Border infrastructure must be modernized

Customs and Border Protection officers at the Santa Teresa border crossing in 2018. (Angela Kocherga/Albuquerque Journal)

Democrats and Republicans have been negotiating the passage of a multi-trillion-dollar infrastructure bill.

The discussion is to use these monies to repair traditional infrastructure such as bridges, highways and airports in the U.S. However, a chunk of the proposed infrastructure monies in the deal between Democrats and Republicans should be invested in the international ports of entry on the U.S. border with Mexico.

In 2020, U.S.-Mexico trade totaled $538.1 billion, down from $614.5 billion in the pre-pandemic year of 2019 in which Mexico became the U.S.’s largest trading partner. Even though it fell back down to the number two most important trading partner of the U.S. in 2020, the amount of goods and services that the two countries trade is enormous. Since the North American Free Trade Agreement was implemented in 1994, U.S. exports to Mexico are up by 517%, making that country extremely important to the U.S. economy. Likewise, the U.S. is important to the economic health of Mexico, which sends 80% of its exports to its northern neighbor.

Commercial ports are literally the portals of trade, where products such as pharmaceuticals, consumer products, and agricultural goods are exported to Mexico, and where products grown or manufactured in Mexico come into the U.S. Ports of entry can also be pedestrian crossings in which crossers hand-carry goods bought in either country.

Ports are not only where legal trade is conducted, they are also front and center in the protection against the importation of illegal products that could cause harm in the U.S., the most obvious being illegal drugs. However, certain plants, foods, and animals that can spread pests across the border are intercepted at ports of entry.

There are 50 vehicle and pedestrian crossings on the U.S.-Mexico border. Some are modern or have been modernized, but many are aging and inefficient in terms of processing cargo. I always say that to keep economic development humming along, you have to keep infrastructure ahead of development. We cannot let the surge in trade overwhelm aging infrastructure at ports of entry on the Mexican border. Delays cost money, which then causes an increase in the price of products to consumers.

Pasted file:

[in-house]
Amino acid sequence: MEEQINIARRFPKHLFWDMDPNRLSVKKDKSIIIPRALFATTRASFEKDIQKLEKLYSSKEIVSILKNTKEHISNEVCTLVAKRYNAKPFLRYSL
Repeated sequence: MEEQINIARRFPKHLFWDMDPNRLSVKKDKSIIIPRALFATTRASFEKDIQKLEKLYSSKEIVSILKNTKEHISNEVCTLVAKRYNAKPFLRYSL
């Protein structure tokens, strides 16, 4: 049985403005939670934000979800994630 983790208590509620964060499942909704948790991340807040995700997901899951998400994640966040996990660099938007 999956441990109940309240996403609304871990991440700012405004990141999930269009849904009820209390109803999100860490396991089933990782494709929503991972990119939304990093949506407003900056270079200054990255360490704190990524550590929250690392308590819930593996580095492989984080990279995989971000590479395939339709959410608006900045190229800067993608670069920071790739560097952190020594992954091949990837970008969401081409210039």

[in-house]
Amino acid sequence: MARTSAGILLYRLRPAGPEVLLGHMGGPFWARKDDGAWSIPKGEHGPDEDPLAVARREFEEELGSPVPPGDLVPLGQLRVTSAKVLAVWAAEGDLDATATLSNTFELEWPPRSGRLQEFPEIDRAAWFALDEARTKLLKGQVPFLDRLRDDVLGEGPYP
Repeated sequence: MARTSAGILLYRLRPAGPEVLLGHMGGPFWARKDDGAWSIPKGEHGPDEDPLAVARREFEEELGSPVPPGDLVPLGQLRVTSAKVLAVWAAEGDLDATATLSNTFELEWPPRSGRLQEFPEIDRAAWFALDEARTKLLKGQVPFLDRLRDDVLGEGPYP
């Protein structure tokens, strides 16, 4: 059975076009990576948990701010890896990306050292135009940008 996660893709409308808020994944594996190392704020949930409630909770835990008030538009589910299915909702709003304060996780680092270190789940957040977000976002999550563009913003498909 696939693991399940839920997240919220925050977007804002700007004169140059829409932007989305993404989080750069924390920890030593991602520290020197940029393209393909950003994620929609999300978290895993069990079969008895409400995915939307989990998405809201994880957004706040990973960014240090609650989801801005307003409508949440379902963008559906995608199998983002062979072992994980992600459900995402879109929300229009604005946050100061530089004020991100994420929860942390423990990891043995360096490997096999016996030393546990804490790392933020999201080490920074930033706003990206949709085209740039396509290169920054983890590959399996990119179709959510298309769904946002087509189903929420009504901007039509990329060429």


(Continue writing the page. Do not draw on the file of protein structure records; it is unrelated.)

However, new infrastructure also needs to be accompanied by humans. It doesn’t do any good to expand a port of entry by adding more lanes if extra Customs and Border Protection personnel are not assigned to the port, and this is not so easy. CBP candidates first need to have an extensive background check conducted on them. This can take up to a year.

Oftentimes, the candidate will go through a portion of the background check and take another job before it is finished. Once a background check is conducted, the candidate will go through an 89-day training period. After training, the new CBP officer will have to shadow an experienced officer for one year until he/she is assigned any major responsibilities. Therefore, it is imperative that infrastructure planning must also include planning for extra personnel at ports of entry in the future.

And CBP officers are not the only type of personnel needed. Mission support people are administrators who support CBP officer activities. In recent years, immigrants have arrived at the southern border, many going to ports of entry to seek asylum. If a port of entry is understaffed or stretched thin, CBP officers may be taken off of the cargo lane to process the immigrants’ claim, take them for medical examinations and send them to consolidation centers. If CBP officers are taken off of cargo, this creates longer crossing times and logistical inefficiencies. Mission support personnel can help with these duties, thus allowing CBP officers to do the job for which they were trained.

The infrastructure bill is aimed at getting Americans back to work after a year-and-a-half of the terrible pandemic and to improve the aging infrastructure throughout the country. This will be needed for the U.S. to compete against countries such as China in the future. Mexico has proven a solid trading partner on which millions of U.S. jobs, companies, and exports rely. If the U.S. makes the wise move of investing in port infrastructure at its southern border, Mexico also must reciprocate by doing the same thing with its ports of entry. Oftentimes, planning is difficult on the border because the two federal governments, along with state and local governments, must work in concert. Timing is extremely important to get binational projects started and successfully completed.

The administrations of President Joe Biden and Mexican President Andrés Manuel López Obrador must work together closely to modernize infrastructure on the border. The symbiotic trade relationship that the U.S. and Mexico have developed over the past few decades has been made possible by their ports of entry. Now is the time to invest in this infrastructure to ensure success in the future.

Jerry Pacheco is the executive director of the International Business Accelerator, a nonprofit trade counseling program of the New Mexico Small Business Development Centers Network. He can be reached at 575-589-2200 or at jerry@nmiba.com.

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